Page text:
• FEAR is powered by a new flexible, extensible, and data driven DirectX 9 renderer that uses materials for rendering all visual objects. Each material associates an HLSL shader with artist-editable parameters used for rendering, including texture maps (normal, specular, emissive, etc.), colors, and numeric constants.
  • Lightning Model
    • FEAR features a unified Blinn-Phong per-pixel lighting model, allowing each light to generate both diffuse and specular lighting consistently across all solid objects in the environment. The lighting pipeline uses the following passes:
      • Emissive: The emissive pass allows objects to display a glow effect and establishes the depth buffer to improve performance.
      • Lighting: The lighting pass renders each light, first by generating shadows and then by applying the lighting onto any pixels that are visible and not shadowed.
      • Translucency: The translucent pass blends all translucent objects into the scene using back to front sorting.
  • Visual Effects
    • FEAR features a new optimized, data driven effects system that allows for the creation of key-framed effects that can be comprised of dynamic lights, particle systems, models, and sounds. Examples of the effects that can be created using this system include weapon muzzle flashes, explosions, footsteps, fire, snow, steam, smoke, dust, and debris.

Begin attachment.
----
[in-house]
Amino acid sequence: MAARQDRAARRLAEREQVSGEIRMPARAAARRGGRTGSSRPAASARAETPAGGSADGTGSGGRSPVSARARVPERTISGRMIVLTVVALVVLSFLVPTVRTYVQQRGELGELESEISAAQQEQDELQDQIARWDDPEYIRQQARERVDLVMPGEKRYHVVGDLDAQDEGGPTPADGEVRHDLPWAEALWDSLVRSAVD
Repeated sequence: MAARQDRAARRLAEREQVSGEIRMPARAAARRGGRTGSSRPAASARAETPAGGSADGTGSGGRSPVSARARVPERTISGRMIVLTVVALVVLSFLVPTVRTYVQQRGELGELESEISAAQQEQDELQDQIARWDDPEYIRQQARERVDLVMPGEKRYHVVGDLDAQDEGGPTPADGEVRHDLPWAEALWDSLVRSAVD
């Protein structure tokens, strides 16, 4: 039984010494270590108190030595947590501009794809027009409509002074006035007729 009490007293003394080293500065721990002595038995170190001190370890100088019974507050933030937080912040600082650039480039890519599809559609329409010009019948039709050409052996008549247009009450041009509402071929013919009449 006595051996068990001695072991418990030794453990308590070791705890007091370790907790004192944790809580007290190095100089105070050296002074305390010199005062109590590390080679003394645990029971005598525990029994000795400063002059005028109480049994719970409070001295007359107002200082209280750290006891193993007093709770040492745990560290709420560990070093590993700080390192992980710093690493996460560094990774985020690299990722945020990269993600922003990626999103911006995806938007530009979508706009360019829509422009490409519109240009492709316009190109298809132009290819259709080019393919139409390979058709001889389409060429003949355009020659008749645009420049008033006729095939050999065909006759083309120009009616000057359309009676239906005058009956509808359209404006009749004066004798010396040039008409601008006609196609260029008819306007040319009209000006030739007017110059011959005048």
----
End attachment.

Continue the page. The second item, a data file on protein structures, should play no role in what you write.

• Sample Lights
    • FEAR’s lighting model is very flexible and allows developers to easily add new lights. Existing lights include:
      • Point Light: The point light is a single point that emits light equally in all directions.
      • Spotlight: Similar to a flashlight, the spotlight projects light within a specified field of view. The spotlight can also use a texture to tint the color of the lighting on a per pixel basis.
      • Cube Projector: Similar to the point light, the cube projector uses a cubic texture to tint each lit pixel.
      • Directional Light: This lighting is emitted from a rectangular plane and is used to simulate directional lights like sunlight.
      • Point Fill: Although similar to the point light, the point fill is an efficient option because it does not utilize specular lighting or cast shadows.

A more detailed overview of other F.E.A.R technologies can be found over at Touchdown Entertainment. These include: Havok Physics Engine and Modeling / Animations System.